Another important issue to discuss about Baltic-Nordic security and defense cooperation is that the three Baltic States have no realistic prospects, either separately or together, of developing military capabilities that might deter Russia from an attack.Subsequently, it leads to discussion of the enhanced perspective of military cooperation in Nordic-Baltic framework. As it was mentioned before-Estonia, Latvia and Lithuania are among the militarily weakest members of NATO. By contrast, the Nordic countries have real military capabilities which are among the best in Europe, and, combined, the four Nordic countries would be one of the Europe’s military heavyweights. All those issues, mentioned above, have to be addressed to perspective of further military cooperation between Baltic and Nordic countries, still taking into account that Nordic-Baltic cooperation framework encompasses non-NATO, non-EU, and NATO/EU countries. However, previous years of Baltic- Nordic cooperation have witnessed Danish support to the development of Latvian Land Force Brigade, Norwegian involvement into profound cooperation with Latvian SOF unit, and cooperation in PRT in Afghanistan. Those are just few examples on successful Nordic-Baltic military cooperation.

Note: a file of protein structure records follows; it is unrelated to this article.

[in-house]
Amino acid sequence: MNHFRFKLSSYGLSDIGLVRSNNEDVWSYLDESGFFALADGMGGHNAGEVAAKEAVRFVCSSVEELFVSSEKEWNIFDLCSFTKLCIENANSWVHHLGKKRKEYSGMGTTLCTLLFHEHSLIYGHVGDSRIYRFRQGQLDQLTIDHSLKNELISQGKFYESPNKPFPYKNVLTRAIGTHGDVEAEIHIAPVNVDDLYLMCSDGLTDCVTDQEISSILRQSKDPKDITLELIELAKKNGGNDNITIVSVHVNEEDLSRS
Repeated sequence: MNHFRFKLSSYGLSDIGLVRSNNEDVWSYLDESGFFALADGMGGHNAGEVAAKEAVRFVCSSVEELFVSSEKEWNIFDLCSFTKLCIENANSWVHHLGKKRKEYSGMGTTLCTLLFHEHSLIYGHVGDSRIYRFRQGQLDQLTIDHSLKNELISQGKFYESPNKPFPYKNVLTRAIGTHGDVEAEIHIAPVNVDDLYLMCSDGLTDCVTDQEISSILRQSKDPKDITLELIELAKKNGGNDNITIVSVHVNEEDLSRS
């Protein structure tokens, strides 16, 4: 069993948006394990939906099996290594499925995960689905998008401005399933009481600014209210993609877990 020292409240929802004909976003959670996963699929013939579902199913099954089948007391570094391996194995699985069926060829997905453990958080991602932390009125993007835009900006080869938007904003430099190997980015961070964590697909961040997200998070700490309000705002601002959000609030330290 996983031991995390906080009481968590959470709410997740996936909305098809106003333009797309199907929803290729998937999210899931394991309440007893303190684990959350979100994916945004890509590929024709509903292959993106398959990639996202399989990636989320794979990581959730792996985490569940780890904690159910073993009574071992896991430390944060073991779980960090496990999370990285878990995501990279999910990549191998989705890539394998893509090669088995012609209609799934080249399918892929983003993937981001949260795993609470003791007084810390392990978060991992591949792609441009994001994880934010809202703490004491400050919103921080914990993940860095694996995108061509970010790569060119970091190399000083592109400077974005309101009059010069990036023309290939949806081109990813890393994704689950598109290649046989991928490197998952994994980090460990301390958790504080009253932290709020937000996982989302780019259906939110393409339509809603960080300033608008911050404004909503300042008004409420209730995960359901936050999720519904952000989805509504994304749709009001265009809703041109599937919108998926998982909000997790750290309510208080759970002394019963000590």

Bearing in mind all previous facts and characteristics, one could develop and deliver certain initial policy recommendations on further Baltic-Nordic security and defense cooperation. Firstly, further Nordic-Baltic military cooperation is very welcomed, but this cooperation cannot dilute the core NATO and the US commitment to the security of the Baltic States. However, this commitment could be challenged within current and future NATO Deterrence and Defense Posture because of discussions of the Alliance Nuclear capabilities and development of relevant conventional military capabilities. One would argue that significant decrease of European defense budgets, and the commitment of the United States to focus on the Pacific and the Gulf regions could significantly decrease the US and NATO conventional capabilities in Europe as whole, and in the Baltic region in particular. This trend could bring unacceptable decrease in the security and defense level of the Baltic States.